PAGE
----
Class of execution control; Class 2
Partial factor for masonry in compressive flexure; γMc = 3.00
Partial factor for masonry in tensile flexure; γMt = 2.70
Partial factor for masonry in shear; γMv = 2.50

Slenderness ratio of masonry walls
Allowable slenderness ratio;SRall = 27
Slenderness ratio; SR = hef / tef = 11.5

PASS – Slenderness ratio is less than maximum allowable

Partial safety factors for design loads
Partial safety factor for permanent load; γfG = 1.35
Partial safety factor for variable imposed load; γfQ = 1.5
Partial safety factor for variable wind load;   γfW = 0.75

Reduction factor for slenderness and eccentricity – Section 6.1.2.2

Vertical load at top of wall; Nid = γfGGk + γfQQk = 38.85 kN/m
Moment at top of wall due to vertical load; Mid = γfGGkeG + γfQQkeQ = 0 kNm/m
Initial eccentricity – cl.5.5.1.1; einit = hef / 450 = 3.8 mm
Moment at top of wall due to horizontal load; MEid = 0 kNm/m
Eccentricity at top of wall due to horizontal load; eh = 0 mm

Eccentricity at top of wall – eq.6.5;                                
ei = max(Mid / Nid + eh + einit, 0.05t) = 7.5 mm

Reduction factor at top of wall – eq.6.4;                       
Φi = max(1 – 2ei/t, 0) = 0.9

Vertical load at middle of wall;                                      
Nmd = γfG(Gk + γth/2) + γfQQk = 43.771 kN/m

Moment at middle of wall due to vertical load;           
Mmd = γfGGkeG + γfQQkeQ = 0 kNm/m

Moment at middle of wall due to horizontal load; MEmd = 0.087 kNm/m
Eccentricity at middle of wall due to horizontal load; ehm = MEmd / Nmd = 2 mm
Eccentricity at middle of wall due to loads – eq.6.7; em = Mmd / Nmd + ehm + einit = 5.8 mm
Eccentricity at middle of wall due to creep; ek = 0 mm
Eccentricity at middle of wall – eq.6.6; emk = max(em + ek, 0.05t) = 7.5 mm

From eq.G.2; A1 = 1 – 2 × emk/t = 0.9

Short-term secant modulus of elasticity factor; KE = 1000
Modulus of elasticity – cl.3.7.2; E = KE × fk = 2182 N/mm2
Slenderness – eq.G.4;  λ = (hef / tef) × √(fk / E) = 0.364
From eq.G.3;  u = (λ – 0.063) / (0.73 – 1.17emk/t) = 0.449

Reduction factor at middle of wall – eq.G.1;                
Φm = max(A1 × ee-(u × u)/2, 0) = 0.814

Reduction factor for slenderness and eccentricity;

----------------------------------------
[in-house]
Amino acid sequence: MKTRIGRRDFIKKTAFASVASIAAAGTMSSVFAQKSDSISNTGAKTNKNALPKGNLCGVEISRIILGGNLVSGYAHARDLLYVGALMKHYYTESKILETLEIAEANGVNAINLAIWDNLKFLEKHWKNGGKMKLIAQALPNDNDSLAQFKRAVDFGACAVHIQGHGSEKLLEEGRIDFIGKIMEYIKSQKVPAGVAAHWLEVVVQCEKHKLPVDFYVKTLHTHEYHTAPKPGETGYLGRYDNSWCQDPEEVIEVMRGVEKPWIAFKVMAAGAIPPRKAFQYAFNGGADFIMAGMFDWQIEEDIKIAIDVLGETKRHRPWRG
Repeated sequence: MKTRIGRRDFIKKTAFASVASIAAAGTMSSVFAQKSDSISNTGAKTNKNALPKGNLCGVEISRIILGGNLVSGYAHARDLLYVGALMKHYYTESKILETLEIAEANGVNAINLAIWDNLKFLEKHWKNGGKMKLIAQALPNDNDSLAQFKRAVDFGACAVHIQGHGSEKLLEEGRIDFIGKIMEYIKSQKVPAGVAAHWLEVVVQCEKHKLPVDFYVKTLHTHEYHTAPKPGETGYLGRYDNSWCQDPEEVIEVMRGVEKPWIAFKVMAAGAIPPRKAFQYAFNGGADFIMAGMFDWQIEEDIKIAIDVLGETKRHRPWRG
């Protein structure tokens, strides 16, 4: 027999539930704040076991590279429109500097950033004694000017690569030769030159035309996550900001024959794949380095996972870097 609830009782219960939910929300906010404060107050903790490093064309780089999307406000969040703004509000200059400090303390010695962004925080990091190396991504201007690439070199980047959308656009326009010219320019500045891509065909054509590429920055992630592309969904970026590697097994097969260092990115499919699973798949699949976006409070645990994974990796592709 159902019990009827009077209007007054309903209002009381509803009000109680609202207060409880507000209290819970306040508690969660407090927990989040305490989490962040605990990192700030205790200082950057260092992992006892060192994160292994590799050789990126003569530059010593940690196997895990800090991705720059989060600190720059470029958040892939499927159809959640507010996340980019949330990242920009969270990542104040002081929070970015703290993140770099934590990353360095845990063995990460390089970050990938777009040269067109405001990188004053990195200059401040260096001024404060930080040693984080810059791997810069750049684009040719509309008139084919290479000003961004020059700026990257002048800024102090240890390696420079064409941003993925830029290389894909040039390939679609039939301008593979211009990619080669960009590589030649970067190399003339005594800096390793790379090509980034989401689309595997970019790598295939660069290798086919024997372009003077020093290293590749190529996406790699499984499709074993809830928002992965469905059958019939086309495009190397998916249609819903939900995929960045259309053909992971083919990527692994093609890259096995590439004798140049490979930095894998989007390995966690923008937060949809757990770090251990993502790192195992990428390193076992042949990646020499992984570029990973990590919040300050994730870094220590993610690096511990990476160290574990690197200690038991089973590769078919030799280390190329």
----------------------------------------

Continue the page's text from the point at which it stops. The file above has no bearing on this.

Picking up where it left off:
Φ = min(Fi, Fm) = 0.814

Verification of unreinforced masonry walls subjected to mainly vertical loading – Section 6.1.2

Design value of the vertical load;                                  
NEd = max(Nid, Nmd) = 43.771 kN/m

Design compressive strength of masonry;                 
fd = fkMc = 0.727 N/mm2

NRd = Φ × t × fd = 88.786 kN/m

PASS – Design vertical resistance exceeds applied design vertical load

Unreinforced masonry walls subjected to lateral loading

Partial safety factors for design loads

Partial safety factor for permanent load; γfG = 1
Partial safety factor for variable imposed load; γfQ = 0
Partial safety factor for variable wind load; γfW = 1.5

Limiting height and length to thickness ratios for walls under the serviceability limit state – Annex F

Length to thickness ratio;  L/t = 24
Limiting height to thickness ratio – Figure F.1; 80
Height to thickness ratio; h/t = 18

PASS – Limiting height to thickness ratio is not exceeded

Design moments of resistance in panels

Self-weight at middle of wall;                                         
Swt = 0.5 × h × t × γ = 3.645 kN/m

Design compressive strength of masonry;                 
fd = fkMc = 0.727 N/mm2

Design vertical compressive stress;                             
sd = min(γfG × (Gk + Swt) / t, 0.15Ffd) = 0.089 N/mm2

Design flexural strength of masonry parallel to bed joints
fxd1 = fxk1Mt = 0.062 N/mm2

Apparent design flexural strength of masonry parallel to bed joints
fxd1,app = fxd1 + σd = 0.151 N/mm2

Design flexural strength of masonry perpendicular to bed joints
fxd2 = fxk2Mt = 0.125 N/mm2

Elastic section modulus of wall;                                    
Z = t2/6 = 3750000 mm3/m

Moment of resistance parallel to bed joints – eq.6.15
MRd1 = fxd1,appZ = 0.564 kNm/m

Moment of resistance perpendicular to bed joints – eq.6.15
MRd2 = fxd2Z = 0.469 kNm/m

Design moment in panels
Orthogonal strength ratio;  m = fxd1,app / fxd2 = 1.20

Using yield line analysis to calculate bending moment coefficient
Bending moment coefficient; α = 0.027
Design moment in wall; MEd = γfW × α × Wk × L2 = 0.367 kNm/m

PASS – Resistance moment exceeds design moment

Summary

 AllowableActualUtilisation 
Slenderness ratio;2711.50.427PASS
Vertical loading on wall;88.786 kN/m43.771 kN/m0.493PASS
Height to thickness ratio;80.00018.0000.225PASS
Design moment to wall;0.469 kNm/m0.367 kNm/m0.782PASS

1 COMMENT

  1. Good work God bless you
    Please sir if pictures would be added to each stage of solution for proper understanding we will appreciate
    thanks